More than 31 million children eat a federally funded school lunch and most of it's junk. Hamburgers, French fries, chocolate milk and corn dogs are typical offerings. Whole Foods Market and Chef Ann Cooper, (aka "Renegade Lunch Lady") are fighting back with the Salad Bar Project.
"With childhood obesity levels at an all-time high, everyone has a stake in this fight and must take action to help change the way our children eat both at home and school," said Walter Robb, co-chief executive officer for Whole Foods Market. "Our goal is to provide a salad bar in a local school in each of the communities we serve with our 300 stores." On average, children are eating mostly frozen, highly processed, packaged foods.
From now until Sept. 29, shoppers may donate to the project at the check-out or make a donation online through saladbarproject.org. Each salad bar kit costs approximately $2,500 dollars, and includes a Cambro portable 5-well salad bar unit with all the necessary insert pans, cutting boards, knives and shipping costs. Salad bar training tools and videos for school nutrition staff will also be available through TheLunchBox.org, which Whole Foods Market shoppers helped to raise funds to build last year so all schools can have access to tools for healthier food.
Any public elementary, middle or high school within 50 miles of a Whole Foods Market is eligible to apply with the support of the school principal, nutrition service director and the superintendent of the district. The online application and full criteria is available at saladbarproject.org. Grant applications will be accepted between Sept. 1 and Nov. 1. Applicants chosen based on the grant criteria and the level of the school's commitment to sustaining the salad bar will be announced in early January 2011.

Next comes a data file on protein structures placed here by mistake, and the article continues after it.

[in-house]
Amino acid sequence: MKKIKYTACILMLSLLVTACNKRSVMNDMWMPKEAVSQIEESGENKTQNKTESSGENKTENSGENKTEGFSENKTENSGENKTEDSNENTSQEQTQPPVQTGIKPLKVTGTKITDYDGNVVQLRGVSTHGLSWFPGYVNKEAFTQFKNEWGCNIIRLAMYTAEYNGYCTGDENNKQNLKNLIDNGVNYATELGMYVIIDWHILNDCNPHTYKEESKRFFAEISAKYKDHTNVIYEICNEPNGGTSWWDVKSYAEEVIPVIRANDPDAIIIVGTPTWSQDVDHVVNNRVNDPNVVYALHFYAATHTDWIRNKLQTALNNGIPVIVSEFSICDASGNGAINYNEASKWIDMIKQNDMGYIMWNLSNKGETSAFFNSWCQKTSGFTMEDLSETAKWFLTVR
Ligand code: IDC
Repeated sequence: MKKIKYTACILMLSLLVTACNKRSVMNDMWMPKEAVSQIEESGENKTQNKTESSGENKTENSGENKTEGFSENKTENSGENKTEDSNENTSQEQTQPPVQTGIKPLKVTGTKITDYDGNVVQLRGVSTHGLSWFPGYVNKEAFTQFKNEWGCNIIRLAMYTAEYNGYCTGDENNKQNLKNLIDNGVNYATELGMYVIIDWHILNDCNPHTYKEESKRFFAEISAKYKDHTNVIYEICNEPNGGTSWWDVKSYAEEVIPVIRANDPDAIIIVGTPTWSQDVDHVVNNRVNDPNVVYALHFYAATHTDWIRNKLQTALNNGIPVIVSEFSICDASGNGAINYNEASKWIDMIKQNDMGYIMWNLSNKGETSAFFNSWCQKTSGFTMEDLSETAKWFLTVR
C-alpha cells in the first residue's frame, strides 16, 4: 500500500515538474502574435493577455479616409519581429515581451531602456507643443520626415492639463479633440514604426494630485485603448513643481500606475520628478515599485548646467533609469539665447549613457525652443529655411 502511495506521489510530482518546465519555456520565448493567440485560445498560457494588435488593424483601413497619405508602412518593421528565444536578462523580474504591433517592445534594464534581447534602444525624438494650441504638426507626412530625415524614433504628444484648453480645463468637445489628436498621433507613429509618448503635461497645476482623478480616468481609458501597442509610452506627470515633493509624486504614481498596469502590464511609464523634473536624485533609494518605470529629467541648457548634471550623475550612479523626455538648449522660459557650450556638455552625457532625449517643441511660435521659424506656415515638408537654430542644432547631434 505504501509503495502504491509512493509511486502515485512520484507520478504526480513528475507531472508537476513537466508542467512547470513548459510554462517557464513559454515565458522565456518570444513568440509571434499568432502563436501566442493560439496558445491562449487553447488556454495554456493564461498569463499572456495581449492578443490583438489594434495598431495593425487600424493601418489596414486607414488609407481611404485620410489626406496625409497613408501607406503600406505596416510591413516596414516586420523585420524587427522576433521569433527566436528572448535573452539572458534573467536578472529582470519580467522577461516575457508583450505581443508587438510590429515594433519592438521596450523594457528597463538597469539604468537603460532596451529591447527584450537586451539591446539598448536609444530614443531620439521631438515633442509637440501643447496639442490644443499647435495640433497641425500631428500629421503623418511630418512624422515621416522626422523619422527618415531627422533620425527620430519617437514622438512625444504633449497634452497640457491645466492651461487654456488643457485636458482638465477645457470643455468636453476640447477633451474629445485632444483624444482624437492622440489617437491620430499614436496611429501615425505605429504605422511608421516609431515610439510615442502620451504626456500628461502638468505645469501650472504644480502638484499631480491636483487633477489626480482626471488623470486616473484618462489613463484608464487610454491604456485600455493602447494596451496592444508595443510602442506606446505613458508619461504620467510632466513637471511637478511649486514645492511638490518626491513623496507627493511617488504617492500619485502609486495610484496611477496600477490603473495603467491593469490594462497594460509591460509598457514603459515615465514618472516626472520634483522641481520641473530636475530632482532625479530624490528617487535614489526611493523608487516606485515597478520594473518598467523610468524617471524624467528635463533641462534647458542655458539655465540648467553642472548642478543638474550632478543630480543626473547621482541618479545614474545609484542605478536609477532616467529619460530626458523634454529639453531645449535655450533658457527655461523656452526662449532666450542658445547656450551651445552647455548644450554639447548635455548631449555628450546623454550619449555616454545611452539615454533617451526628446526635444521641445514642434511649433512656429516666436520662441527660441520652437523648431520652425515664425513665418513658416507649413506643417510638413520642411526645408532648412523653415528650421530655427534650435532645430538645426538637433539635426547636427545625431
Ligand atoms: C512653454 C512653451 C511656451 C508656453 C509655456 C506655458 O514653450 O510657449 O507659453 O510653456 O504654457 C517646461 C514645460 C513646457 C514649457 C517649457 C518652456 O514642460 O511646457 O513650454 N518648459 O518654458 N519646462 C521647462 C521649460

"The time is ripe for 31 million children. They deserve a solution and this Salad Bar Project is just that. I know we can make thousands of salad bars a reality for schools everywhere. Since adding a healthy salad bar to school lunch options is the number one thing parents and advocates can do to help improve school food, this is a win-win for schools and their students," said Chef Ann Cooper.
Last week, the U.S. Senate passed its version of the Child Nutrition Act that would make changes to the types of foods that can be sold in schools. The House of Representatives now needs to pass its version of the bill in time for President Obama to sign the legislation before Sept. 30, when the current Act expires. Failing to do so puts the new funding and other policy changes in jeopardy. For more information on the bill go here.
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